The delay wasn’t due to faulty telecommunications alone. McCarthy told the committee that he believed he needed another order from Miller, beyond the one issued at 3:04 p.m., before he could tell Walker to move. Miller issued an additional order at 4:32 p.m., but McCarthy failed to immediately inform Walker; the order didn’t reach the National Guard commander until 5:09 p.m., when a four-star general happened to notice Walker in a conference room and said, “Hey, we have a green light, you’re approved to go.” By the time Walker’s troops arrived at the Capitol, the fighting was over, and they were asked to watch over rioters already arrested by the bloodied police.
Toward the end of his testimony to the January 6 committee, Miller was asked why Walker had not scrambled his troops sooner. “Why didn’t he launch them?” Miller replied. “I’d love to know. That’s a question I was hoping you’d find out. … Beats me.”
One of the people I interviewed for this story was Paul Yingling, who, in 2007, became famous in military circles for writing an article titled “A Failure in Generalship.” Yingling was serving as an Army officer at the time and broke the fourth wall of martial protocol by calling out his wartime commanders. In a line that’s been quoted many times since — Miller repeated a variation of it to me — Yingling wrote, “As matters stand now, a private who loses a rifle suffers far greater consequences than a general who loses a war.”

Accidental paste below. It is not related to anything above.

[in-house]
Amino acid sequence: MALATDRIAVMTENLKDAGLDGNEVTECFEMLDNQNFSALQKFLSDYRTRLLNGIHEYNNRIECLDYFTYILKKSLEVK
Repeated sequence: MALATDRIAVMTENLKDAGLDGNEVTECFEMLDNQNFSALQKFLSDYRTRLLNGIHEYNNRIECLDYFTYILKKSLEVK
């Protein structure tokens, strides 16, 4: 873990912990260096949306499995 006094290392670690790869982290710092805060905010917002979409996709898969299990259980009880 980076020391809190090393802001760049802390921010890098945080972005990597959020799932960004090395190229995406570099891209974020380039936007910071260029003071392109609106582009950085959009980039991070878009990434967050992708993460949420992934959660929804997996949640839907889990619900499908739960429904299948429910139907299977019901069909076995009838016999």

Yingling wasn’t particularly flattered by Miller’s embrace of his idea. Miller is right about the generals, Yingling said, but “much of the criticism he’s made has been made elsewhere earlier and better. … It’s not original work.” That wasn’t Yingling’s main beef with Miller; he was incensed over what he regards as a fellow officer’s involvement in an effort to overturn a presidential election. “I don’t think he is aware of his role to this day,” Yingling said. “He has spun a narrative for himself that justifies his actions on J6. He was in over his head in a political world that to this day he doesn’t understand.”
Yingling mentioned the story of Caligula appointing his horse as a consul in ancient Rome. That myth goes to the strategy of discrediting and disempowering institutions by filling them with incompetent leaders (or beloved equines). And Yingling is certainly right that Trump appointed D-list characters to sensitive positions: the internet troll Richard Grenell as acting director of national intelligence, for instance, and his son-in-law, Jared Kushner, as a senior White House adviser.
It’s also true that the January 6 clusterfuck seems to have had less to do with malignant decisions by Miller than with a parade of errors by officials under his command. As acting secretary of defense, he failed to ensure that his orders at 3:04 p.m. and again at 4:32 p.m. were carried out with greater speed, though Miller says he didn’t want to micromanage his subordinates. There may have been an element of subconscious bias, too.
“I’m African American,” Walker told the committee. “Child of the ’60s. I think it would have been a vastly different response if those were African Americans trying to breach the Capitol.”
Yet I hesitate to ignite the tinder around Miller. If we drop a match at his feet and walk away with a sense of satisfaction about the justice we think we’ve delivered, we have not changed or even recognized the political culture that gave us the forever wars and everything that flowed from them, including January 6. At some point in the future, we’ll just have more of what we’ve already endured, and perhaps it will be a variant of militarism and racism that’s more potent still.
At some point in the future, we’ll just have more of what we’ve already endured, and perhaps it will be a variant of militarism and racism that’s more potent still.